Oracle continued its fast-following ways last week when it introduced additional functionality for Oracle On-Demand Release 16. The statement completed a two-part announcement begun the week before and brings to eight the number of new on-demand CRM applications from the company.
The products announced last week include Oracle Self-Service E-Billing On Demand, Oracle Sales Library, Oracle CRM On Demand Deal Management, Oracle CRM On Demand Enterprise Disaster Recovery and Oracle AIA integration from Oracle CRM On Demand to JD Edwards Enterprise One. All of these introductions are quite useful, and together they say a lot about the company’s direction and approach to the market.
Oracle is aiming at the enterprise on-demand space. If you ask Anthony Lye, senior vice president and all around CRM maven, why he’s targeting that space, you will get the same answer a reporter once got by asking a famous bank robber why he robbed banks. That’s where the money is.
The Price/Value Balance
Oracle is one of a small list of companies that can readily command the enterprise market’s attention. Many of these applications make sense in any setting but they are especially suited to the enterprise. The best example I see is Deal Management. I have seen the demo and just the thought behind the application is impressive.
We all know that many big deals are deals in the true sense — list prices are often not accurately reflected in the final price. For example, at some point in a big deal, the difference of a few units either way will not affect the vendor’s revenue structure as much as not getting the deal. In other words, there is a balancing point between price and perceived value, and a vendor has to be smart enough to spot the balance without giving away the store.
It sounds easier than it is, especially in an enterprise situation where vendor and customer may have a long history. The customer’s price tolerance, budget, current installed product base, recent purchases and a lot more go into pricing the deal. Knowing when to lower a price and when to hold firm are important to the seller, and historically, the decision has been more art than science. Deal Management provides a workspace, graphics and some fancy math in the background to help vendors sort it all out.
If all the additions to the on-demand CRM suite were as unique and clever, I would have less to write about. The disaster recovery and integration products introduced last week get a pass, both because they are good and because they are the kinds of products that a vendor like Oracle ought to be involved in providing to customers. Other products, like the Sales Library, are a different story.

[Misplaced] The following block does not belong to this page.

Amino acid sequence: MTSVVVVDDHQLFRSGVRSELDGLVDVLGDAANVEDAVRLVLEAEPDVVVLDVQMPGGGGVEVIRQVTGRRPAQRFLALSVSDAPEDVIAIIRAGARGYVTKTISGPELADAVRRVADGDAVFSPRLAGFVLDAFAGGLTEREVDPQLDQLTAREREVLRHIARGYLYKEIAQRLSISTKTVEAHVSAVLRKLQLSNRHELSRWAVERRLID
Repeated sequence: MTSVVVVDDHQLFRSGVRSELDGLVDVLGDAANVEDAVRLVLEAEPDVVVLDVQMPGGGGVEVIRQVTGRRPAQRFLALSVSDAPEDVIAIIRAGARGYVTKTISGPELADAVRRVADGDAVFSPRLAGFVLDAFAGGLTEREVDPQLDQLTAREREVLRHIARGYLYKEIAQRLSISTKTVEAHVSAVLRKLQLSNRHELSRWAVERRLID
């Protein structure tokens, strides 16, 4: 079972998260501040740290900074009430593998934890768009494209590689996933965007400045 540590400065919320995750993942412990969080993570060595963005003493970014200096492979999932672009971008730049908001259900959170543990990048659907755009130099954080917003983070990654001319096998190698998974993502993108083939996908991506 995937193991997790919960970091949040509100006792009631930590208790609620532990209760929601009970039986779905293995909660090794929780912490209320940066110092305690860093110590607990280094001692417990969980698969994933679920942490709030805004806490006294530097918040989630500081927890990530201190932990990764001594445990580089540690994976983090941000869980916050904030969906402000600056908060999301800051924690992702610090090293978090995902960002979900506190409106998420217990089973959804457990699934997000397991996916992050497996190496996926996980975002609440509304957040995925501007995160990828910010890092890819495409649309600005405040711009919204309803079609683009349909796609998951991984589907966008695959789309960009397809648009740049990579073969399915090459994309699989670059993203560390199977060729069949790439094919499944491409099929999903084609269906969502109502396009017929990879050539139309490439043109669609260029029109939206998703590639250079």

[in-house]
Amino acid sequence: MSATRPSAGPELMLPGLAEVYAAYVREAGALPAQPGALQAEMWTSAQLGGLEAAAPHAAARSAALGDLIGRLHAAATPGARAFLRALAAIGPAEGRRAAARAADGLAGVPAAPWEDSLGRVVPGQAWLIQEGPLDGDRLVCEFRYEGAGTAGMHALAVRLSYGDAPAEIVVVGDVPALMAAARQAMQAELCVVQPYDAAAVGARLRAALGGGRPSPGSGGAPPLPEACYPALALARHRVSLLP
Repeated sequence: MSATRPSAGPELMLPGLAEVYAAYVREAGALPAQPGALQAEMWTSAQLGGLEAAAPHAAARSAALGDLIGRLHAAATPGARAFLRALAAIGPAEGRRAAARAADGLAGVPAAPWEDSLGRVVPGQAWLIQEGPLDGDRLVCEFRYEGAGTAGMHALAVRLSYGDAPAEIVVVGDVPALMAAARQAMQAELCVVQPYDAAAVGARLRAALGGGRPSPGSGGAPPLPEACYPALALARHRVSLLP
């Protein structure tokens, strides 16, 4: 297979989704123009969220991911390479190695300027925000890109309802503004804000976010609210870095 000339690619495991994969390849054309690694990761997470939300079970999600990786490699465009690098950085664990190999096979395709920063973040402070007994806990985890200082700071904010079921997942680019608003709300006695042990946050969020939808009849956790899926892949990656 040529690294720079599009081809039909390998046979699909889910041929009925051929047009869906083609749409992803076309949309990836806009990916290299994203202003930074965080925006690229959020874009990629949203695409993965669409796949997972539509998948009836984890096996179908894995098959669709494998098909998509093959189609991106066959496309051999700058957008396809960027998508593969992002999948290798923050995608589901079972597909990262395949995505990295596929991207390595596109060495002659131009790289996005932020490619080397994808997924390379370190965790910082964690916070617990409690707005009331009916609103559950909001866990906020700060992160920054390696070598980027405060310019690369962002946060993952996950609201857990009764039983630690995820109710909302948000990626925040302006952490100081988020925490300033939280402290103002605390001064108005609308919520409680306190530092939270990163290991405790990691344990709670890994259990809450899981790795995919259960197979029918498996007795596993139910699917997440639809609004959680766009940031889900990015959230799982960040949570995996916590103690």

Opening to Partners
Oracle has a storied reputation for building products more than partnering. To be sure, the company has a partner program with many participants. But while it touts 14 Inner Circle partners (most are also in Salesforce.com’s AppExchange), Salesforce.com publicizes a partner community that is pushing 1,000.
Oracle’s total partner network includes 19,000 companies, but that begs the definition since it includes ISVs (independent software vendors), system integrators and resellers. I suspect that the number of vendors that can add value to Oracle CRM On-Demand is larger than 14 but probably less than 19,000.
Oracle’s next step in its effort to be the fast following on-demand CRM alternative ought to be opening up a bit more to the independent partner community. What they’ll discover is that the independents are far ahead in thinking up clever new applications. Some meld together baseline CRM with social networking sites and others have identified whole new business processes. They might also find that independents who specialize may offer something better than the Oracle branded function.
I think the future of our business is with the small companies innovating around big new ideas. Keeping those companies in a vendor’s orbit will require significant platform capabilities. So far, Salesfsorce.com seems to have that market to itself. To be more correct, many companies that are nontraditional software vendors dominate the platform market. In addition to Salesforce.com’s platform, those vendors include Google, Amazon and Facebook. If Oracle wants to be a fast follower, it will have to tell a better story about platforms.
Denis Pombriant is the managing principal of the Beagle Research Group, a CRM market research firm and consultancy. Pombriant’s research concentrates on evolving product ideas and emerging companies in the sales, marketing and call center disciplines. His research is freely distributed through a blog and Web site. He is working on a book and can be reached at email@example.com.